When they got to the camp, a few people said, surprise.  Mostly they had started the party without him.  Decker and Lincoln stood by a barrel of beer.

“The virgin sacrifice arrives,” Decker said.

“No, he was previously married,” Lincoln said.

“Oh, right.  Point for you.  That deserves a drink.”  They clicked their cups and emptied them so they could fill them again.

In another part of the camp, Katie followed Artie into what seemed like an enormous tent—on the inside.   She was thinking of nothing in particular, when more than three dozen women shouted out, “Surprise.”

Katie recognized most of them, at least.  They were mostly goddesses, to be sure.  She saw Amaterasu come all the way from Japan, and Maya, from the Yucatan.  She realized that it was really happening, and she was glad.  She was going to be married, to Robert, and she was happy about it.  In fact, she was so happy, she began to truly cry for the first time in years.


Elder Stow got Sukki laughing by telling stories about his travels with the group.  Mostly they were funny stories, but sometimes, Elder Stow wondered if she laughed because of the stories or she laughed at the foolish humans.  If the three serious and scary stories Elder Stow told were any indication, she seemed to be able to grasp the seriousness of the situations.  But that did not mean she cared about the humans.  Elder Stow imagined she might have transformed the humans into Gott-Druk in her mind, and thus made it a more realistic terror.

“How can you be friends with people who have stolen your land and your home?” she asked, at last.  Elder Stow figured asking questions was better than spewing hateful comments.  He also figured calling them people was better than referring to them as humans, a name like one might speak about horses or dogs.

“Because they are good people.  I have seen and known plenty of bad people, both Gott-Druk and Human.  I support the good, no matter what kind of people they are.  We share a mutual goal, and we help each other in whatever way we can.  We leave no one behind…”

“Uh…” Sukki stood up quickly, and Elder Stow looked.  A woman appeared, but not a human woman.  A goddess stood on the other side of the fire, staring at them.  Elder Stow noticed the two bull-like horns that protruded from her forehead, and he trembled in awesome fear in her presence.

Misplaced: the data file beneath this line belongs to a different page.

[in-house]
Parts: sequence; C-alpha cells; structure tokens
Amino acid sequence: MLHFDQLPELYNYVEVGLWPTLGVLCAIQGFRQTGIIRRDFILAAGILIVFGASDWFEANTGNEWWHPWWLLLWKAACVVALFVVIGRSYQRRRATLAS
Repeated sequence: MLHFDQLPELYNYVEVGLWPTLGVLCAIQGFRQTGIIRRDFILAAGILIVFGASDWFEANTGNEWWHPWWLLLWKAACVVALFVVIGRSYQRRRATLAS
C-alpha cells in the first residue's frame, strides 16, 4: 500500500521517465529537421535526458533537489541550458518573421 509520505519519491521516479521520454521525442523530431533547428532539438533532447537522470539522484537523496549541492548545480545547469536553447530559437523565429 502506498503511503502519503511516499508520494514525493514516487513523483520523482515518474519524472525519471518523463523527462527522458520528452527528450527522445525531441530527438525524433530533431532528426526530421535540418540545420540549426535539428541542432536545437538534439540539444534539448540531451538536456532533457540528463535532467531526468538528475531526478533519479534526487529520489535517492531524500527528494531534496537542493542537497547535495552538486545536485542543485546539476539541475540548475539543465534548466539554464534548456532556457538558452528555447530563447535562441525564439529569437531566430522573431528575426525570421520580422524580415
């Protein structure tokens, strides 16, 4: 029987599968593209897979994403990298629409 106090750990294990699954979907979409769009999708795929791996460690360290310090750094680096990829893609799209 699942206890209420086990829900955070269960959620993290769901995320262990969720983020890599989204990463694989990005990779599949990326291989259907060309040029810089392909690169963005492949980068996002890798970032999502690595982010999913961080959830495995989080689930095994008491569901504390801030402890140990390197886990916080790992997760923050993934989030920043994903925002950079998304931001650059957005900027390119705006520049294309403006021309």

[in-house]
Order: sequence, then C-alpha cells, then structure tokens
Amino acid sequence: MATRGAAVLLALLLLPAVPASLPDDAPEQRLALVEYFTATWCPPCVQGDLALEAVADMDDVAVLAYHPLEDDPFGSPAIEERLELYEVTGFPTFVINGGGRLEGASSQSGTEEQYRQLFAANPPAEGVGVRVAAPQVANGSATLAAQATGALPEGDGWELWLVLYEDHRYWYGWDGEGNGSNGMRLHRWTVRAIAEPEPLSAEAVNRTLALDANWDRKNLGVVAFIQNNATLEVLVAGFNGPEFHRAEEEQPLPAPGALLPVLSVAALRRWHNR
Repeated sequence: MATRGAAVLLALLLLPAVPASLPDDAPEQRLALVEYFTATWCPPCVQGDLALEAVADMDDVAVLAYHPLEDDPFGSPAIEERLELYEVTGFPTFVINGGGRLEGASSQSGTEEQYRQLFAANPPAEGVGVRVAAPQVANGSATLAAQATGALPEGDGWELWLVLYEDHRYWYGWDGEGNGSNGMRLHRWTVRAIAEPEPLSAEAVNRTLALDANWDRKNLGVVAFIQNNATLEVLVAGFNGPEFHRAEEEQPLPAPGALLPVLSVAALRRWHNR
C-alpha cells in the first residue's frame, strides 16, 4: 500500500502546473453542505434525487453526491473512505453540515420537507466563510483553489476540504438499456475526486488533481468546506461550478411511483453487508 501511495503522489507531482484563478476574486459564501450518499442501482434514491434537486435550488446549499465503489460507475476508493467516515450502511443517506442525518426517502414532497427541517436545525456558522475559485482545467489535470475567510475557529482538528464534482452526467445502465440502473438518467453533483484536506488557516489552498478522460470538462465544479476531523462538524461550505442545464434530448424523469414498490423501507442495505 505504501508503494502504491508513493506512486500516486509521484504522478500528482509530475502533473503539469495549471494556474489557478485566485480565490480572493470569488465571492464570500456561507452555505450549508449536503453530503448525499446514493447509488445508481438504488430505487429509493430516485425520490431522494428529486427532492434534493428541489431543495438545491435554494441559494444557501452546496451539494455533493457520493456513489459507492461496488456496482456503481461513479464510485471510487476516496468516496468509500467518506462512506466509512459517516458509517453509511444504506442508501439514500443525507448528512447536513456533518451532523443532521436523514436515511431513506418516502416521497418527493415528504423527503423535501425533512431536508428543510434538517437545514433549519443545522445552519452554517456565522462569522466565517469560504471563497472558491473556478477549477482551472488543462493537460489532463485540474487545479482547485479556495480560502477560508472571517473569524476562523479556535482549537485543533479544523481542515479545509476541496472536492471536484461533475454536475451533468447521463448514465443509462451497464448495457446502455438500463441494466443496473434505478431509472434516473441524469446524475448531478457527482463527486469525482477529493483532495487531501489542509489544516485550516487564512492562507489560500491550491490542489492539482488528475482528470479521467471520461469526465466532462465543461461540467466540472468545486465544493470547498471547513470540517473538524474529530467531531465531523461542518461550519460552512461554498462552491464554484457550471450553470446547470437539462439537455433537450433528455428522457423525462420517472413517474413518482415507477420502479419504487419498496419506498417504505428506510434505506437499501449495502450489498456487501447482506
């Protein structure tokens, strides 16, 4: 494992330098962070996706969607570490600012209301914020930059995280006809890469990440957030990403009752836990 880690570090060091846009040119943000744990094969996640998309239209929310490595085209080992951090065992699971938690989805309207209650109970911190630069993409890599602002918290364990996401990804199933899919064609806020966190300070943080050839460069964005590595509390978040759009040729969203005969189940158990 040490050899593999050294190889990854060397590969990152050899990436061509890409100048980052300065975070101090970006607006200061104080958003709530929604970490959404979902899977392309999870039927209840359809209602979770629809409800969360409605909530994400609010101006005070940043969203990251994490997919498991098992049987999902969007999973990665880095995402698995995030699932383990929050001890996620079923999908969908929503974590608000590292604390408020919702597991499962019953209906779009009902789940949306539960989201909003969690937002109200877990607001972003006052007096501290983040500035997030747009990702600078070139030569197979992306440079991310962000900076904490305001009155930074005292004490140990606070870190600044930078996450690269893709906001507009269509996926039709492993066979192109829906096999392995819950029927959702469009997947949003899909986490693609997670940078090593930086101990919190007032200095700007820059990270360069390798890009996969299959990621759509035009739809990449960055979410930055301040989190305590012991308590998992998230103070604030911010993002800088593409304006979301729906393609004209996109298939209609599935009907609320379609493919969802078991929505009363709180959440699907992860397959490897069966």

“One becomes two,” she said.  “The last one ran, but here she is, and she has found another.”  The woman exuded wickedness.  “Your kind are no longer welcome here.  My pet hungers for fresh blood, so things work out nicely.”  She raised her hand, but nothing happened.  She raised her hand again, but still nothing happened.

Nameless arrived, with an older gentleman, and Nameless began with a question.  “Have you come for the wedding?  You will find the women in the big tent down the hill.”

The woman growled.  “Come, my pet.”

“Sorry. No pets are invited.” Nameless said.  “Your basilisk is back in the wilderness, its eyes shut tight for the next two years.  You have stone men there already, but you may have to hand feed it for a while.”

“But father…” The goddess whined to the elderly man.

“These Gott-Druk have every right to be here and visit this world, as long as they visit, do not disrupt history, and then return home to their own world.  You and your pet have killed enough.  Now this day is for joy and celebration, not for killing.”

“But father…”

“So be it,” the older man said, and turned to walk back to the bachelor party.

The goddess roared, and vanished.

Nameless turned to Elder Stow.  “Would you two like to joint the festivities?  You would be welcome.”

Sukki shook her head and looked at the ground, embarrassed.  “But you know we did not come here to visit.”

“I know,” Nameless said.  “But as I was reminded just today, life is precious.”

Sukki shook her head softly again, and Elder Stow spoke plainly.  “Maybe not today, but save us seats for tomorrow.  Sukki and I will be there to witness the joining ceremony.  I beleive Sukki will enjoy that.”

“And the cake.” Nameless said, with a playful smile, and vanished.